Pressure on 'overstretched' NHS blamed for last minute cancellations across East Lancashire

Some 174 non-urgent operations were cancelled in the three months leading up to September
Some 174 non-urgent operations were cancelled in the three months leading up to September
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Almost 175 patients at the East Lancashire Hospitals NHS Trust have had operations cancelled at the last minute.

Figures from NHS England show that 174 non-urgent operations, such as hip or knee procedures, were cancelled by the trust at the last minute in the three months to September.

The data covers cancellations for non-clinical reasons, such as bed or staff shortages.

The Royal College of Surgeons has blamed pressure on the over-stretched NHS for the increase in cancellations across England.

At the East Lancashire Hospitals NHS Trust, there were fewer cancellations than during the same three month period in 2017, when there were 192.

However, the RCS also warned the figures could be masking the true scale of the problem, as they do not include operations cancelled at more than 24 hours' notice.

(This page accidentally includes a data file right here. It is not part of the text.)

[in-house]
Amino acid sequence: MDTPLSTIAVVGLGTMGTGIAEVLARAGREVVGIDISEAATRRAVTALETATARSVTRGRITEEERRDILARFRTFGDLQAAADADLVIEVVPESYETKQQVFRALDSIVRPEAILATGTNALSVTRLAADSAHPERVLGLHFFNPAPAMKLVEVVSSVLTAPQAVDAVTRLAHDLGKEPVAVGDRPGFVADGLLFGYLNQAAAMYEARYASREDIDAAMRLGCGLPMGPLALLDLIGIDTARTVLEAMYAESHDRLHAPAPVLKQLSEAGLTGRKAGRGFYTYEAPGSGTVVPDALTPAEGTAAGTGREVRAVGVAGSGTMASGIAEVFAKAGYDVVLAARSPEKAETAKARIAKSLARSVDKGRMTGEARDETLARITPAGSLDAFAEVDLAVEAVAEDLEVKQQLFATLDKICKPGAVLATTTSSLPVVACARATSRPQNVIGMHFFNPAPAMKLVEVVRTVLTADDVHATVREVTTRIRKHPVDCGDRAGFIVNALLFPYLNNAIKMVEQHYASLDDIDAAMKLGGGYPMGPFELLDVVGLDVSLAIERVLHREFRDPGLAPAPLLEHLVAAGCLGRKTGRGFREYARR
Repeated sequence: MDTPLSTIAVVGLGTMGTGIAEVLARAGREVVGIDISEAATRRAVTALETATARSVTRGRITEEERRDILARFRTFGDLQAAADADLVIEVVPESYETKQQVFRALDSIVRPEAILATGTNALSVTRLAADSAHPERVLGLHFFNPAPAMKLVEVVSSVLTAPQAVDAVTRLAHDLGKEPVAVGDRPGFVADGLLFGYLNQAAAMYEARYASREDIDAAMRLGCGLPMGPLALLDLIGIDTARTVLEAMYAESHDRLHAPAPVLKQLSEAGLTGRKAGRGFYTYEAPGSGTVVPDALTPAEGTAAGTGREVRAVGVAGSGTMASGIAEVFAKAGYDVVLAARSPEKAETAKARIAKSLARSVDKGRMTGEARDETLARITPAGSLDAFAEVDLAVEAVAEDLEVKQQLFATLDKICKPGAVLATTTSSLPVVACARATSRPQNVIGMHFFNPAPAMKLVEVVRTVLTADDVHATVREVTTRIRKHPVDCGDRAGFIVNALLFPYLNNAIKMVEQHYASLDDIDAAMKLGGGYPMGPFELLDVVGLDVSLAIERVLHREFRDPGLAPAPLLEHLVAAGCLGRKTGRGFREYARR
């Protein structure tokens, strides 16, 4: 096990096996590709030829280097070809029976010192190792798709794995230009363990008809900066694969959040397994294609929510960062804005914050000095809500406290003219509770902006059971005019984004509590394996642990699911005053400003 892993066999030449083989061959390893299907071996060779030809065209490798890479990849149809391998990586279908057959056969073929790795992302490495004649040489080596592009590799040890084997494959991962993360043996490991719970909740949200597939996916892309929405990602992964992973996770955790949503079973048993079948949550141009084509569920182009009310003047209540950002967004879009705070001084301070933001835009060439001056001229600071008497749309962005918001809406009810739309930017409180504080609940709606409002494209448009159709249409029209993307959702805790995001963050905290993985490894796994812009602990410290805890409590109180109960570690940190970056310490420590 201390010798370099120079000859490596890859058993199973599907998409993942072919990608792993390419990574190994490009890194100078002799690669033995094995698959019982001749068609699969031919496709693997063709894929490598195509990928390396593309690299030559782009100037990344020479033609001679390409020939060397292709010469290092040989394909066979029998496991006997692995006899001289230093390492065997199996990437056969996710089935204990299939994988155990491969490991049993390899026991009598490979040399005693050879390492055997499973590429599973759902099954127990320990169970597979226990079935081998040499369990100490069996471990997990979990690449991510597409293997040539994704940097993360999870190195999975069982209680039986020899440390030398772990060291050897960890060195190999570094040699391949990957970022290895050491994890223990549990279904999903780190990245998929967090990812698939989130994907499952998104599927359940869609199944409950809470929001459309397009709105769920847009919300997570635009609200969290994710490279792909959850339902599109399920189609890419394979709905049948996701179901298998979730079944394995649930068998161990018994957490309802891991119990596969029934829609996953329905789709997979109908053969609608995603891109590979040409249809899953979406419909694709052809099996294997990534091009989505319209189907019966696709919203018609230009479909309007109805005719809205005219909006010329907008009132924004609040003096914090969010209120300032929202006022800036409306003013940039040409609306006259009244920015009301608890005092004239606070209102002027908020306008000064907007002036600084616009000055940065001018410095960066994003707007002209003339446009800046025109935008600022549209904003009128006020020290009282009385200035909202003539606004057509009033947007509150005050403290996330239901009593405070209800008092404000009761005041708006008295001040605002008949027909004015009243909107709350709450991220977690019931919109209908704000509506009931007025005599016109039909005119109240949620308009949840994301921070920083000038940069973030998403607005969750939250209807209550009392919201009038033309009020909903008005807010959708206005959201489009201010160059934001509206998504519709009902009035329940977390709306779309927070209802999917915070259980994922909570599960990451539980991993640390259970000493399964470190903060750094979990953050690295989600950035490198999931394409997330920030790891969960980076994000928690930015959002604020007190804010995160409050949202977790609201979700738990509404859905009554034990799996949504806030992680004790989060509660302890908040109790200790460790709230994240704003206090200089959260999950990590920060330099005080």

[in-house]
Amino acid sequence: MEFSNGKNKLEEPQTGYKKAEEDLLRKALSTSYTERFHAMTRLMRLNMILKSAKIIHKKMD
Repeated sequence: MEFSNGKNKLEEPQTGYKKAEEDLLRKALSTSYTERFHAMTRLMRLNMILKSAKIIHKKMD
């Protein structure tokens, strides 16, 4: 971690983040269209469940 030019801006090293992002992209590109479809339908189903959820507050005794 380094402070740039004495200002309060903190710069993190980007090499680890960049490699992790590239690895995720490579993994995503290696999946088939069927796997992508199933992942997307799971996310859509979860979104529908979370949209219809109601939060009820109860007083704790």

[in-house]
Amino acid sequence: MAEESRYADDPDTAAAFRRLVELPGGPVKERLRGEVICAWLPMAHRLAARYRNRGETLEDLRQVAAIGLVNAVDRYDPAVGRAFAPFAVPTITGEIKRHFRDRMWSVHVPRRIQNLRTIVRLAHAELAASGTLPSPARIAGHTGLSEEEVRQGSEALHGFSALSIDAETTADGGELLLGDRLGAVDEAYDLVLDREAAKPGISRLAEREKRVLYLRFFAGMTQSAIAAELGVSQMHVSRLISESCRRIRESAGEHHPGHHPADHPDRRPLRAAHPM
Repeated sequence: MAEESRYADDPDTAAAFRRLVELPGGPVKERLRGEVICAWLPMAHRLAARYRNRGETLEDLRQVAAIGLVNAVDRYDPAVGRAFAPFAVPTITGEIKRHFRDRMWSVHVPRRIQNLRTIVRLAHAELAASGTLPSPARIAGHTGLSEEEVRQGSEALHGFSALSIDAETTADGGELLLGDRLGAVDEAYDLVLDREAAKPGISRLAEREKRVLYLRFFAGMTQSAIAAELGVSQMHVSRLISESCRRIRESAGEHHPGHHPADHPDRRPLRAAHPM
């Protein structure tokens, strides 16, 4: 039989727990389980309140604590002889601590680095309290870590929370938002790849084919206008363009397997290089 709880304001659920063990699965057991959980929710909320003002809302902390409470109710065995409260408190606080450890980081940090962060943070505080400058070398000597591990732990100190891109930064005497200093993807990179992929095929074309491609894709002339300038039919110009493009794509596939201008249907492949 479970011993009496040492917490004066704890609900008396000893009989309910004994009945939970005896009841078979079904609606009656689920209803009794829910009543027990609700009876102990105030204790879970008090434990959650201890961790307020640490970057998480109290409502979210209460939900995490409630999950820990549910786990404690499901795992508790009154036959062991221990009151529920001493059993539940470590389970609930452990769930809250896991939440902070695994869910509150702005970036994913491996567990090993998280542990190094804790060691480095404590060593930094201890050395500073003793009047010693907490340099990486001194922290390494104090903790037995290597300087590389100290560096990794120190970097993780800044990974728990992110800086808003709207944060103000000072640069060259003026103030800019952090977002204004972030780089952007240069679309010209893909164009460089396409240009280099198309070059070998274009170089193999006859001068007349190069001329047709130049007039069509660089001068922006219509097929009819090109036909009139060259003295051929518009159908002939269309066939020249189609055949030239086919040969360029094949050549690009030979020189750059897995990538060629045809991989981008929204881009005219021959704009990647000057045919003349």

A last-minute cancellation is defined as being either on the day that a patient was due to arrive, after the patient has arrived, or on the day of the operation itself.

Professor Cliff Shearman, vice president of the RCS, said: “It is distressing to have an operation cancelled at the last minute and any delay in treatment could mean a patient’s condition deteriorates.

"These figures do not bode well for the winter months ahead, when hospitals traditionally see an increase in pressure."

If a trust is unable to reschedule the operation within 28 days, it must instead fund the treatment in another hospital.

It also forfeits its payment from the NHS Clinical Commissioning Group, which funds healthcare in the area.

There were 18,460 last minute cancellations across England in the three months to September.

Of these, 8.3% of patients did not have their operations rescheduled within 28 days.

Nationally, this rate is higher than the same period a year ago, when it was 6.8%.

Sarah Scobie, deputy director of research at the Nuffield Trust, an independent health think tank, said: "Sadly, this is not a surprise. Although these numbers are small, this is yet another sign of how difficult the NHS is currently finding it to provide as much planned care as people need.

"Last month, we saw waiting times reach their worst level in nearly a decade."

A spokesman for NHS England said: “Only a small minority of operations are cancelled on the day, while 15,000 fewer people now wait a year for their operation compared with 2010.

“New guidance issued to trusts recently will see local health service leaders allocate extra funding to community services, like district nursing teams and outreach clinics, to help them care for more patients, freeing up hospital beds and staff to reduce surgery waiting lists.”